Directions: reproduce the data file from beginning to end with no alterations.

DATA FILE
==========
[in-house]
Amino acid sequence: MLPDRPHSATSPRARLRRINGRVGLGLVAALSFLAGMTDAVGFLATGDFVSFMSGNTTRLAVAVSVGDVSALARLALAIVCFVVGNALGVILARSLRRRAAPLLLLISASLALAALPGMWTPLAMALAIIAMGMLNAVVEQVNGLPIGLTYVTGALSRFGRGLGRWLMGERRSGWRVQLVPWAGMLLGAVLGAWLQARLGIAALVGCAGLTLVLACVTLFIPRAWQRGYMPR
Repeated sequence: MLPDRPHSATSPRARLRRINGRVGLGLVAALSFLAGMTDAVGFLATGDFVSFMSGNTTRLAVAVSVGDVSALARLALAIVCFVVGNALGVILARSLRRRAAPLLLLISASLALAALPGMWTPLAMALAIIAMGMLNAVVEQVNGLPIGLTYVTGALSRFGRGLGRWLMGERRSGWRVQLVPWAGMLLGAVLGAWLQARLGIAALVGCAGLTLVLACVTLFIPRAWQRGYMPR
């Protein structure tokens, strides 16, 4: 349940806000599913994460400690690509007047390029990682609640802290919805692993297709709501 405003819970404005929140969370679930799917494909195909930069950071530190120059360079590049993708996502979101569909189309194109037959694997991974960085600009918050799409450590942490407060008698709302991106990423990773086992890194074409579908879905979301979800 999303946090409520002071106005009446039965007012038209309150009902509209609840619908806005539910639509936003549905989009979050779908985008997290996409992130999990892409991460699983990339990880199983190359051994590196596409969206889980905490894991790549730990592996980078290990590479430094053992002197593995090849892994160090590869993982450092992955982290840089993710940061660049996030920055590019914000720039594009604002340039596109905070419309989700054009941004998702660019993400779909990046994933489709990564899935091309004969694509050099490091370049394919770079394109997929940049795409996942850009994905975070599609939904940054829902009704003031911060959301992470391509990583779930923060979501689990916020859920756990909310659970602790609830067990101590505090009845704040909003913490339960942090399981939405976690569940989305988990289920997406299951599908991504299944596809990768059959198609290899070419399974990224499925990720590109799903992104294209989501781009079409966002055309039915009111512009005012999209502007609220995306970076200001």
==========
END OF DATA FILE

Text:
[in-house]
Amino acid sequence: MLPDRPHSATSPRARLRRINGRVGLGLVAALSFLAGMTDAVGFLATGDFVSFMSGNTTRLAVAVSVGDVSALARLALAIVCFVVGNALGVILARSLRRRAAPLLLLISASLALAALPGMWTPLAMALAIIAMGMLNAVVEQVNGLPIGLTYVTGALSRFGRGLGRWLMGERRSGWRVQLVPWAGMLLGAVLGAWLQARLGIAALVGCAGLTLVLACVTLFIPRAWQRGYMPR
Repeated sequence: MLPDRPHSATSPRARLRRINGRVGLGLVAALSFLAGMTDAVGFLATGDFVSFMSGNTTRLAVAVSVGDVSALARLALAIVCFVVGNALGVILARSLRRRAAPLLLLISASLALAALPGMWTPLAMALAIIAMGMLNAVVEQVNGLPIGLTYVTGALSRFGRGLGRWLMGERRSGWRVQLVPWAGMLLGAVLGAWLQARLGIAALVGCAGLTLVLACVTLFIPRAWQRGYMPR
């Protein structure tokens, strides 16, 4: 349940806000599913994460400690690509007047390029990682609640802290919805692993297709709501 405003819970404005929140969370679930799917494909195909930069950071530190120059360079590049993708996502979101569909189309194109037959694997991974960085600009918050799409450590942490407060008698709302991106990423990773086992890194074409579908879905979301979800 999303946090409520002071106005009446039965007012038209309150009902509209609840619908806005539910639509936003549905989009979050779908985008997290996409992130999990892409991460699983990339990880199983190359051994590196596409969206889980905490894991790549730990592996980078290990590479430094053992002197593995090849892994160090590869993982450092992955982290840089993710940061660049996030920055590019914000720039594009604002340039596109905070419309989700054009941004998702660019993400779909990046994933489709990564899935091309004969694509050099490091370049394919770079394109997929940049795409996942850009994905975070599609939904940054829902009704003031911060959301992470391509990583779930923060979501689990916020859920756990909310659970602790609830067990101590505090009845704040909003913490339960942090399981939405976690569940989305988990289920997406299951599908991504299944596809990768059959198609290899070419399974990224499925990720590109799903992104294209989501781009079409966002055309039915009111512009005012999209502007609220995306970076200001």